When comparing annual vs. perennial flowers, the biggest difference is how long each type lasts. Annual flowers last just one growing season. They won't come back the next year. Perennials return year after year. Understanding the perennial and annual flowers meaning can help you choose the best blooms for your garden.
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Annual Plants Definition
Annuals are plants that complete their life cycle, from planting to death, in one growing season. The entire plant, including the roots, stems, leaves, and flowers, dies when the weather turns colder. The only surviving part of an annual is the seed. Marigolds, impatiens and petunias are examples of annual flowers.
Flowering annuals tend to have more colorful blooms that last longer than the flowers of perennials. Their growing season usually runs from spring to autumn. If you want a specific type of annual plant to be a permanent part of your garden, you will need to plant new seeds or seedlings each year.
Perennial Plants Definition
Perennial plants come back for multiple growing seasons, generally at least for three or more years. You don't have to replant them if you want them to return to your garden every growing season. The flowering perennials list includes a variety of plants, such as daylilies (Hemerocallis spp., USDA zones 3-9). The non-flowering perennials list includes the deciduous American maindenhair fern (Adiantum pedatum, USDA zones 3-8).
Some perennials, such as Lenten rose (Helleborus spp., USDA zones 4-9 depending on species and cultivar), have the added benefit of keeping their foliage year round in most zones as evergreens. For herbaceous perennials, the entire top of the plant dies back, but the root system remains. This allows them to grow again the following growing season.
Annual vs. Perennial
Why would you choose annual plants when perennial plants come back with less work? You may choose to plant annuals if you enjoy changing your garden year to year or using flowers that bloom quickly and last longer into the growing season. Some people also prefer the brighter colors of annuals.
Perennials might be a better option if you do not enjoy planting new flowers every year due to the work or expense involved. Perennials are also good if you have a garden layout you love and want to keep it the same each year. Mixing the two types to ensure varied blooming times and continued foliage throughout the winter months is a great way to reap the benefits of each.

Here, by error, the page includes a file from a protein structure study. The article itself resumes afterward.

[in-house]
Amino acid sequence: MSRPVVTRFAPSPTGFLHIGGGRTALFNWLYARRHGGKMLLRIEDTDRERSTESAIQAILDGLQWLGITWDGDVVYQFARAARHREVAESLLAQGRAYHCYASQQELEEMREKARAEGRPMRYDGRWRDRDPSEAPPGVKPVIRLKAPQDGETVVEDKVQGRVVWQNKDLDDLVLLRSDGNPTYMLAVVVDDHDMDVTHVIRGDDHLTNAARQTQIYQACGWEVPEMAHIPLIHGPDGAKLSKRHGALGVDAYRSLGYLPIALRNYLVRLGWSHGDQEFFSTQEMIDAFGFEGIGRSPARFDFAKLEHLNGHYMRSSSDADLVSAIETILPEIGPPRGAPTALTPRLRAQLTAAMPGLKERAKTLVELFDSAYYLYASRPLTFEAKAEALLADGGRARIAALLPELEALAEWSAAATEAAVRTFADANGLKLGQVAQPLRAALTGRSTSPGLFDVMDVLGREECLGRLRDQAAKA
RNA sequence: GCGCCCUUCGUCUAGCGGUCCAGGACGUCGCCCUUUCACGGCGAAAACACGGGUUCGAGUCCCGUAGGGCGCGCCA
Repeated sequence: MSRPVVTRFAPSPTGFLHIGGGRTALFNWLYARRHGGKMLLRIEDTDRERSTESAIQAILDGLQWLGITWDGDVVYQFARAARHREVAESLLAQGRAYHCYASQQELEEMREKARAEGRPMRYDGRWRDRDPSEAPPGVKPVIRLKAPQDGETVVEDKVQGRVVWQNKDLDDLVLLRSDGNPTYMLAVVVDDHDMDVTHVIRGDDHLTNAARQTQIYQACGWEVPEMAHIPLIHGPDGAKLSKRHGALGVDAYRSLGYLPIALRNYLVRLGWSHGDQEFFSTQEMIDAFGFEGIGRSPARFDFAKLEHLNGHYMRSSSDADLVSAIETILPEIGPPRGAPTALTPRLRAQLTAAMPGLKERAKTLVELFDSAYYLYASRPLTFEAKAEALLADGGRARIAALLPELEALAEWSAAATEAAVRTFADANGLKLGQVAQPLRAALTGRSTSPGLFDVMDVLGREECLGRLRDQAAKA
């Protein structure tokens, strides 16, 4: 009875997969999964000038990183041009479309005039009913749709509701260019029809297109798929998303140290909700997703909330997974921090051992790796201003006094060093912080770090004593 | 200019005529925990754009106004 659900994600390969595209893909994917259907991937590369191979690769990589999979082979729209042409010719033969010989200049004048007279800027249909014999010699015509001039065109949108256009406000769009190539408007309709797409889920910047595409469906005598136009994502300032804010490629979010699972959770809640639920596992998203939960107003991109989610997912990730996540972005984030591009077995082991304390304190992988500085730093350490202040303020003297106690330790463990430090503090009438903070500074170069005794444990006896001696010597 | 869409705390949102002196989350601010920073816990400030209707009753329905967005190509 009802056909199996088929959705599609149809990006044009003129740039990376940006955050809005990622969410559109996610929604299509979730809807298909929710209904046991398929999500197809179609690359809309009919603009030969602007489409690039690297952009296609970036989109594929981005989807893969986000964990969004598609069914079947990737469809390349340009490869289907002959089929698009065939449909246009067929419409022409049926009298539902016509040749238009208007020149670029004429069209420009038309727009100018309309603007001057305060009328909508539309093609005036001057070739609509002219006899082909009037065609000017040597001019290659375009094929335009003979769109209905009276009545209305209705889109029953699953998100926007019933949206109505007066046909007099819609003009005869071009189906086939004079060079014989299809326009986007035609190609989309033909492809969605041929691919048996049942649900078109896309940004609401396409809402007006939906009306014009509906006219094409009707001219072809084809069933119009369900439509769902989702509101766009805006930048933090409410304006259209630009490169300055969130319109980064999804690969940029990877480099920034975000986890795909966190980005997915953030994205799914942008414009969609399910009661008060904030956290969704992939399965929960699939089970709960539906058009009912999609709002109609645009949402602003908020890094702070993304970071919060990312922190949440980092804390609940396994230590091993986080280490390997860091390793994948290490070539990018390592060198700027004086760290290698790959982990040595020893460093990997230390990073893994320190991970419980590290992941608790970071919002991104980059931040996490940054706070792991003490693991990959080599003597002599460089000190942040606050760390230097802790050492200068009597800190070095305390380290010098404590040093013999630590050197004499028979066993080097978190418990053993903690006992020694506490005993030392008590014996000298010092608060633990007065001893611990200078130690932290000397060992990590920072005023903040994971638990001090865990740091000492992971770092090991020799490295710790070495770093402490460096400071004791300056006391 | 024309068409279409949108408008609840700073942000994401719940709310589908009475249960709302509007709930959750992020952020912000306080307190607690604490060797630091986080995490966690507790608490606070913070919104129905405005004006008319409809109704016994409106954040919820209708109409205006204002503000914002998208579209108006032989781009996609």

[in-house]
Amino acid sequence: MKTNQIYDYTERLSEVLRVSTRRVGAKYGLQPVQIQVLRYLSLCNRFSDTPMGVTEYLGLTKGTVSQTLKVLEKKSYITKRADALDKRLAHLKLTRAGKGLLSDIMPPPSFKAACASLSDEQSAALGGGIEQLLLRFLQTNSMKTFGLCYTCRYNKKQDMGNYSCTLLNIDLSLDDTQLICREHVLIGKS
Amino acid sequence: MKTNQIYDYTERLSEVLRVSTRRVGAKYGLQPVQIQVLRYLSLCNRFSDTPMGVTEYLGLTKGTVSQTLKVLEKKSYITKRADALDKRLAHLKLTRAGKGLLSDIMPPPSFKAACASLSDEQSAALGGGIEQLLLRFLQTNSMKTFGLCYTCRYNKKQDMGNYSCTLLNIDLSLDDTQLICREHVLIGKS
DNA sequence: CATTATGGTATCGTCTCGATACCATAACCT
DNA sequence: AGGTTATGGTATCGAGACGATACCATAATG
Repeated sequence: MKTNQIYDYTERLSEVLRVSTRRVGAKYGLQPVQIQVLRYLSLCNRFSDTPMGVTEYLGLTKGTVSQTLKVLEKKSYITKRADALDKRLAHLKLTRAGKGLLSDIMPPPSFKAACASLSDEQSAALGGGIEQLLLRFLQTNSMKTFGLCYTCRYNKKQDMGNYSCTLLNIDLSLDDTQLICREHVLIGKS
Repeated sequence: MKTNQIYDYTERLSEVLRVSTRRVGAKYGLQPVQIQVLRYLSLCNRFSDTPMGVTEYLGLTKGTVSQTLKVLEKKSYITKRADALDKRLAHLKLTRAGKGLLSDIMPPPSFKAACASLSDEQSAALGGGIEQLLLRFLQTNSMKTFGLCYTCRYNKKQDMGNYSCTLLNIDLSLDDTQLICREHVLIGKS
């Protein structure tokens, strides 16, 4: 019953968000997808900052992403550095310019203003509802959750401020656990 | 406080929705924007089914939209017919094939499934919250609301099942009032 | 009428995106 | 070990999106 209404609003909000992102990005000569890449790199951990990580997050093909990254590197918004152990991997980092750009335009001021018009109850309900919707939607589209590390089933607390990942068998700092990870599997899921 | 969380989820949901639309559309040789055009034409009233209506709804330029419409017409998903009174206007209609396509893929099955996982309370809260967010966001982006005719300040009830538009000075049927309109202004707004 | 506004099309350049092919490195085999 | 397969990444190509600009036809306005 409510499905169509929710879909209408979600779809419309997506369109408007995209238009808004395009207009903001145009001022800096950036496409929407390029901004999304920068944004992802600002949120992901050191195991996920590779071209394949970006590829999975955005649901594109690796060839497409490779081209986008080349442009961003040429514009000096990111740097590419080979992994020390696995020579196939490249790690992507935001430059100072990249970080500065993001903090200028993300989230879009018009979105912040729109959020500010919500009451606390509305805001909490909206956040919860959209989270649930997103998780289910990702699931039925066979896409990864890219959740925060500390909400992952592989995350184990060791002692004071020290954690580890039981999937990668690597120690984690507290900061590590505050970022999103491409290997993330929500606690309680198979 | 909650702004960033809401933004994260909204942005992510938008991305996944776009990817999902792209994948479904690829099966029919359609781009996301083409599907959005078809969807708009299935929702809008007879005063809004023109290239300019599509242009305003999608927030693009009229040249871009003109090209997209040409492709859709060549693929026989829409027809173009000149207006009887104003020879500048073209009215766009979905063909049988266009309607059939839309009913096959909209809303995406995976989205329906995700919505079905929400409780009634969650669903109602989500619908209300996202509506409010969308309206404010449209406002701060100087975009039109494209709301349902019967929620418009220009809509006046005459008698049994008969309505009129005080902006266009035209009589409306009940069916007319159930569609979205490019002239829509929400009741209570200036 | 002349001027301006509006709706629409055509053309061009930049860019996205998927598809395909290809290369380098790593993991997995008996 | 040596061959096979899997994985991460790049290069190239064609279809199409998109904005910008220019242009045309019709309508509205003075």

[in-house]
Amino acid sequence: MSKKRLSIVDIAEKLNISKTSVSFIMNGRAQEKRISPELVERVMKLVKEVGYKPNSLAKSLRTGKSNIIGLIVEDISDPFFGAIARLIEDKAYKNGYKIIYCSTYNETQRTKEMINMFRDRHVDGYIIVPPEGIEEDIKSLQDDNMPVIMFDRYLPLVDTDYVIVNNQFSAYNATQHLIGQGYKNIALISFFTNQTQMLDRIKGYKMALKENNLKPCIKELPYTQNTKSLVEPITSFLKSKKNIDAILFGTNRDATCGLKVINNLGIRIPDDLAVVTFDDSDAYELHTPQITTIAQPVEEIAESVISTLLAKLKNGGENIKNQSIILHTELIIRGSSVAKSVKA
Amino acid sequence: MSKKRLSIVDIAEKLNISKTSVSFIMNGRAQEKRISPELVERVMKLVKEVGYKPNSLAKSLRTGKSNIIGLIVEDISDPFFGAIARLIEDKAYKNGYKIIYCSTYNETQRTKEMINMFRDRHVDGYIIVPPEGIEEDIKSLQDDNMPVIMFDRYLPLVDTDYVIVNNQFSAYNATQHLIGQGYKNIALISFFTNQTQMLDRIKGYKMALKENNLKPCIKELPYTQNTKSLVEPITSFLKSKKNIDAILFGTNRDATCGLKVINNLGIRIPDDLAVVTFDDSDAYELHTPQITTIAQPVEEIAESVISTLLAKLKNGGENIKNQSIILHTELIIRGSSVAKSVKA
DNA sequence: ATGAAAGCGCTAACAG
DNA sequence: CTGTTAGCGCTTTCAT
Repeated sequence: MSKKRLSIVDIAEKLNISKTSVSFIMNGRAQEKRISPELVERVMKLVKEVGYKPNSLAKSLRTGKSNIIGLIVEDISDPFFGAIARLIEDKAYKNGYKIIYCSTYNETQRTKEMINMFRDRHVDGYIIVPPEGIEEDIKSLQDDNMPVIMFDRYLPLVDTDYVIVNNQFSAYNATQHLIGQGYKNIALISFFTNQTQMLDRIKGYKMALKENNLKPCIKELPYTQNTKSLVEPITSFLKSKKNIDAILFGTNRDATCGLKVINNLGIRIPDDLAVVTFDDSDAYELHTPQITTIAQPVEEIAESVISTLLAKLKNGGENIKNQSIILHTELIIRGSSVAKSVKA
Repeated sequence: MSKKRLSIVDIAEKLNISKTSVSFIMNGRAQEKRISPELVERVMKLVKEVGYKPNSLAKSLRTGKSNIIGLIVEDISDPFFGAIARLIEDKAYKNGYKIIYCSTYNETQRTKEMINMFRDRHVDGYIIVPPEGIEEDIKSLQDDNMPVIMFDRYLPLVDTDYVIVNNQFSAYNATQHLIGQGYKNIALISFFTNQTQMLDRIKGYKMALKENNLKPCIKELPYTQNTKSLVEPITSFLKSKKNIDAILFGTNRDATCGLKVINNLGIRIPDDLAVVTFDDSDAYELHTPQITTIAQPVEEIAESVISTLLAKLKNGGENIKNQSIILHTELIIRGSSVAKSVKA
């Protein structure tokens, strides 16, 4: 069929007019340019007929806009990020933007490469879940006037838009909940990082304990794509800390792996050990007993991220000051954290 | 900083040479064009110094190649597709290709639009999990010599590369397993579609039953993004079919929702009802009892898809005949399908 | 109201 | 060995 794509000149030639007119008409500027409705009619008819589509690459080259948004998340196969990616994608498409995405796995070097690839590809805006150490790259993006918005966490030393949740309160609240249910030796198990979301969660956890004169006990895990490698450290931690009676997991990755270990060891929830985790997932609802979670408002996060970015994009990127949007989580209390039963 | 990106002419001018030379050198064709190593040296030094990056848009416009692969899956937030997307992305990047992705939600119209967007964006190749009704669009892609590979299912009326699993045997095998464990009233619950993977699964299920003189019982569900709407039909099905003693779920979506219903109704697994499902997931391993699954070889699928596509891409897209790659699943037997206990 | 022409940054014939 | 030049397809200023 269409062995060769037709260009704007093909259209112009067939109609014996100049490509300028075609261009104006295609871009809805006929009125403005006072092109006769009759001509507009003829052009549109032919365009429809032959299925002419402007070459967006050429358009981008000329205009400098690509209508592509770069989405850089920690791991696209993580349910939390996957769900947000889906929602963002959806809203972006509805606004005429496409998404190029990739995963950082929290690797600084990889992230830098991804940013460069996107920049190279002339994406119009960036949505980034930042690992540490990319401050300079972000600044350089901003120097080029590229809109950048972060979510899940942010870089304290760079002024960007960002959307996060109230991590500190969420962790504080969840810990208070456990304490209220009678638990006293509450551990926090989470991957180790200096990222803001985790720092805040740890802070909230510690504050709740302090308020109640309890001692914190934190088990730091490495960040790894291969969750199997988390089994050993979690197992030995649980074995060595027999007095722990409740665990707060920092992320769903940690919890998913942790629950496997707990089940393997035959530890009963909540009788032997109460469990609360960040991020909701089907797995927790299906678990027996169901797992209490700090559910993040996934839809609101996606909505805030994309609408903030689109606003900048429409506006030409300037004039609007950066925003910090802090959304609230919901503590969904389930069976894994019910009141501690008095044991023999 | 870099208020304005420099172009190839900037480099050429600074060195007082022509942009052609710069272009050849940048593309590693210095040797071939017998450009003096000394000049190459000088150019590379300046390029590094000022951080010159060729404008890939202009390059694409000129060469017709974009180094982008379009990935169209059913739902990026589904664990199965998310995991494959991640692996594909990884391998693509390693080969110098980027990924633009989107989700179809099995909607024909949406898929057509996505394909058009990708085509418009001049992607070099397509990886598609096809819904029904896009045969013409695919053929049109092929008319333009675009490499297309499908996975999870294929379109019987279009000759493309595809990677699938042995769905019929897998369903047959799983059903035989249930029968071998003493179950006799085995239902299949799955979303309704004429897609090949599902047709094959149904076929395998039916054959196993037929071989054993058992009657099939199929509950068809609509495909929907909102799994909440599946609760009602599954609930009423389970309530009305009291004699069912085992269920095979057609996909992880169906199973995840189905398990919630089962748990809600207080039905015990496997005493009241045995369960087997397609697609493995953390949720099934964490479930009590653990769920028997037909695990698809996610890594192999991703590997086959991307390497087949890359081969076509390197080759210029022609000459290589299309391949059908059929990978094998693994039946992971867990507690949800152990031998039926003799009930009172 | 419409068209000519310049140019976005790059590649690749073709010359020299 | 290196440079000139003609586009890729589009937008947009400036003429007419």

Other Plant Growing Situations
Some plants do not fit neatly into the category of annual or perennial. These plants are called biennials because they require two full growing seasons to complete their life cycle. The seed of the biennial plant usually produces a small plant or leaves without flowers in the first year. In the second year, this type of plant fully grows the stem, leaves and flowers. The biennial begins to act like an annual in this second season, blooming then dying completely, leaving only the seed alive. An example is common foxglove (Digitalis purpurea, USDA zones 4-8), which puts up a spike of blooms its second year, sets seed and dies off. Gardeners may mistake biennials for perennials because new plants develop from dropped seed, often in the same area as the mother plant.
Some flowers act as either an annual or a perennial depending on the geographic region. Some perennials may act as annuals when planted in warm climates that allow for quick-growing and long-flowering seasons. When used in colder climates that have shorter growing seasons, these same plants perform their roles as perennials.
Both annual and perennial plants offer varied foliage and flowers to beautify your garden. Which option you choose depends on your preferences and needs for different garden areas.